Carter provides examples of the separation of Jesus from his Jewish roots and Christianity from its Judaic heritage that go as far back as the Gnostic decou- pling of Christianity from yhwh, the Abrahamic God, which enabled them “to imagine Christian identity in protoracial terms that supported the supremacy of the pneumatics (or Gnostics) over the other species of humankind.”4 For him, what caused the rupture and therefore the present corruption of our understanding of God and of Jesus was the shift brought about by the Enlight- enment’s pseudotheology, which claimed that the white race was the superior expression of humanity and their cultural and industrial accomplishments as the expressions of true Christianity.5

Building on and exploring the works of Pierre Bourdieu and Michel Foucault, Carter notes that both raise serious implications about the social dynamics of power in which whites determine the rules of interhuman exchange and interaction. Nevertheless, they fall short by failing to realize that the present racialized asymmetrical power structures rest upon a pseudotheology that needs to be challenged and unmasked.6 Finally, he revisits the works of Albert Raboteau and James Cone as two examples of scholars attempting to reclaim black identity by way of reconfiguring theology.7 Still, he claims, they fall short because they use the white imaginary construction of “black” as their starting point and space of analysis. Thus, Carter concludes, the only way to overcome dominant white racialized theological frames is by placing people’s identities

3 Carter, Race. 4 Ibid., 22. 5 Ibid., 117. 6 Ibid., 121. 7 Ibid., 160.

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in their proper christological context. In other words, it is in Christ that people find their proper identity and not in their culture; it is Jesus as Jew as part of the covenantal relationship that redefines peoples’ identities.

In the end, Cameron concludes that it is this kind of theological shift and reconfiguration in resituating Jesus within the covenantal relation of yhwh with the people of Israel that becomes the trope by which and in which all people find and enter into a relationship with God through the Holy Spirit. He concludes that this new configuration demands the proclamation of the construction of a new society in which the poor and the disenfranchised find salvation in God.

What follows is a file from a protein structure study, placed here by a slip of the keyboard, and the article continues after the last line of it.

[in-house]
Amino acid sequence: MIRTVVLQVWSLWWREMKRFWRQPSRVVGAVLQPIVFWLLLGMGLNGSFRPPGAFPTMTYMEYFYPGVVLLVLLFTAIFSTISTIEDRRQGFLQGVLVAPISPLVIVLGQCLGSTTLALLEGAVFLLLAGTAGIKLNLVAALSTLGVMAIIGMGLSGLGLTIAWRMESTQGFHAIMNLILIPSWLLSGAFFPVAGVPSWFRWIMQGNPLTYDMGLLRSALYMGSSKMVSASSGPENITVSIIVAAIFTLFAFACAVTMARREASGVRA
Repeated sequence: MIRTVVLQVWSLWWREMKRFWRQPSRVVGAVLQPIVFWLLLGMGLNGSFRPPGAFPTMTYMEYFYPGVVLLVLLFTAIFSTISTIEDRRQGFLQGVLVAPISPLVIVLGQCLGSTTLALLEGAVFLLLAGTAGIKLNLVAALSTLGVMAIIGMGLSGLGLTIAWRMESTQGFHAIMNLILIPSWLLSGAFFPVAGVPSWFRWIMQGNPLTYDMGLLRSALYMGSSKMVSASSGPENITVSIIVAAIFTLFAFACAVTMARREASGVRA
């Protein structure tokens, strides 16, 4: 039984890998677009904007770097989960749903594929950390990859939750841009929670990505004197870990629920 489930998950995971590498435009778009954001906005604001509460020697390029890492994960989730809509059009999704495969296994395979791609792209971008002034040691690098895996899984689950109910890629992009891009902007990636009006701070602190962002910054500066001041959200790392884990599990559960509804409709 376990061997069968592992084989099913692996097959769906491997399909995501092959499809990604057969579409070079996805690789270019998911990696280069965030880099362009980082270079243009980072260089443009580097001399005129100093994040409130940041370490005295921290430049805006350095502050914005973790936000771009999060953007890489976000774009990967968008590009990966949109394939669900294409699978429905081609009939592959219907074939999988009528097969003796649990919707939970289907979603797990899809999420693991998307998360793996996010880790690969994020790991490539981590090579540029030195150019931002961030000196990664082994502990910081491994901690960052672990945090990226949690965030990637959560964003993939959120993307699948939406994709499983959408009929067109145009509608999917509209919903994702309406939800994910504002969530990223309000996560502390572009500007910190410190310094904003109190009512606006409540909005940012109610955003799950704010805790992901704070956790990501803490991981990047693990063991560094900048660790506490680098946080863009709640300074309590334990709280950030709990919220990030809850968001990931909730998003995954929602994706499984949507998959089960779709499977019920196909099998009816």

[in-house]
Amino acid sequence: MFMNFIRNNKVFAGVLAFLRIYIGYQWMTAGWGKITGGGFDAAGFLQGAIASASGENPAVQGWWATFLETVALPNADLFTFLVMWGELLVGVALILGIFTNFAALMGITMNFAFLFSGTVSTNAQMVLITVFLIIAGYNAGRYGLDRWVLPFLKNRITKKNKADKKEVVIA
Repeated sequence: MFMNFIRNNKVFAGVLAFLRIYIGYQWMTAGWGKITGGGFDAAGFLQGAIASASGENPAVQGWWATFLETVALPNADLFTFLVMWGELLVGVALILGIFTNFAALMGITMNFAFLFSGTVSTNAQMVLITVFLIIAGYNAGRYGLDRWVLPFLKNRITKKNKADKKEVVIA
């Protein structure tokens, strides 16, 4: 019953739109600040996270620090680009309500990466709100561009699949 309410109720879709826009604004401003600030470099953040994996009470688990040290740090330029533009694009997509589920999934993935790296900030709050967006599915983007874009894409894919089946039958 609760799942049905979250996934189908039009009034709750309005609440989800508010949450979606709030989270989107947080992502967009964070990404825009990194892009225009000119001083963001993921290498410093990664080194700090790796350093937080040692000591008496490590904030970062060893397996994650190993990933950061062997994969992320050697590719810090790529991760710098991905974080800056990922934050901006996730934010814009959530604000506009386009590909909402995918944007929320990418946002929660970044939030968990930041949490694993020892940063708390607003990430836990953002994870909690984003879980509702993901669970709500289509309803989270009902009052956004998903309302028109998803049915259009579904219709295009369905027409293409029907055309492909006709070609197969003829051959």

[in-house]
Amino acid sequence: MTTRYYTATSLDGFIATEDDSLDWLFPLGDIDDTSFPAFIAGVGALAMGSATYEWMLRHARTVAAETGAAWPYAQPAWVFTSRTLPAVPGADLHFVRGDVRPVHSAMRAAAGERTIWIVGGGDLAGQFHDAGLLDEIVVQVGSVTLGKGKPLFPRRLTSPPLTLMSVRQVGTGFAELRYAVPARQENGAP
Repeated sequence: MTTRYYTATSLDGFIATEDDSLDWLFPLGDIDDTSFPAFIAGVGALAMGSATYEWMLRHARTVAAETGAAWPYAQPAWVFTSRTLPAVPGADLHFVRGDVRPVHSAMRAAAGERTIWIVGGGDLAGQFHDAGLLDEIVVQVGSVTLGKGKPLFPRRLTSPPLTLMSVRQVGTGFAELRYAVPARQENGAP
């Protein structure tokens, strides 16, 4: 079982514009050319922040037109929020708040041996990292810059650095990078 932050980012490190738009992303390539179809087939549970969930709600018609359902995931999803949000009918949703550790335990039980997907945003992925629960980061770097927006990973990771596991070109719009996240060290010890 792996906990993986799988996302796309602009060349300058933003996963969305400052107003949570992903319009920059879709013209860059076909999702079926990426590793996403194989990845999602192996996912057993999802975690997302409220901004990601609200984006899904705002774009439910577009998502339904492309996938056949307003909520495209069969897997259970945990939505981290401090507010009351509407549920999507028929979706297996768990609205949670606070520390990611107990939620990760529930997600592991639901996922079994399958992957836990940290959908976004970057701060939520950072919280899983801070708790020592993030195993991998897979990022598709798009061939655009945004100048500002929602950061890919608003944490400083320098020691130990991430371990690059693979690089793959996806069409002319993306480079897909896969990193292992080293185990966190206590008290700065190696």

Much like Carter, Willie Jennings states that present-day theology is in crisis because it has not come to grips with the racialized content and impetus inher- ent in theological ideas. For him, the racialization of peoples contributed to a replacing of the divine narrative of salvation and relationship with the people of Israel with corrupted theological notions of white chosenness and superior- ity, which were later imposed upon the peoples of the world during colonial times.8 The implications of this radical reconfiguration of theology were enor- mous on several fronts. Specifically focusing on later medieval colonial and imperial expansion and invasions, he shows how the initial encounter with and subsequent enslavement of people were already informed by the imperializing, universalizing notions of whiteness that permeated and therefore corrupted theological affirmations and developments.9

Jennings proposes that the theological production (and tradition) of the Middle Ages is unintelligible outside of the context of colonialism and the racialization of peoples. Furthermore, he appropriately claims that the ideal- ized and universalizing notions of whiteness shaped the various expansion- ist and colonizing projects and encounters of Europeans with other peoples. “Whiteness transcended all peoples because it was a means of seeing all peo- ples at the very moment it realized itself.” Whiteness was a global vision by Europeans, “a way of organizing bodies by proximity to and approximation of white bodies.”10

Theology was also heavily influenced by ideas of a coextensive relationship between the church and the imperial/colonizing forces. “Whiteness” became the prism through which Europeans saw the rest of the world and racial- ized it as inferior. As part of these clashes among civilizations, theology—and

8 Jennings,Christian Imagination, 33. 9 Ibid., 9.

10 Ibid., 59.

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Christianity as a whole—became an instrument in the consolidation of white privilege over other groups, and “whiteness” took on messianic overtones for the world. The identities of the conquered peoples were ruptured from their land and their own worldviews.11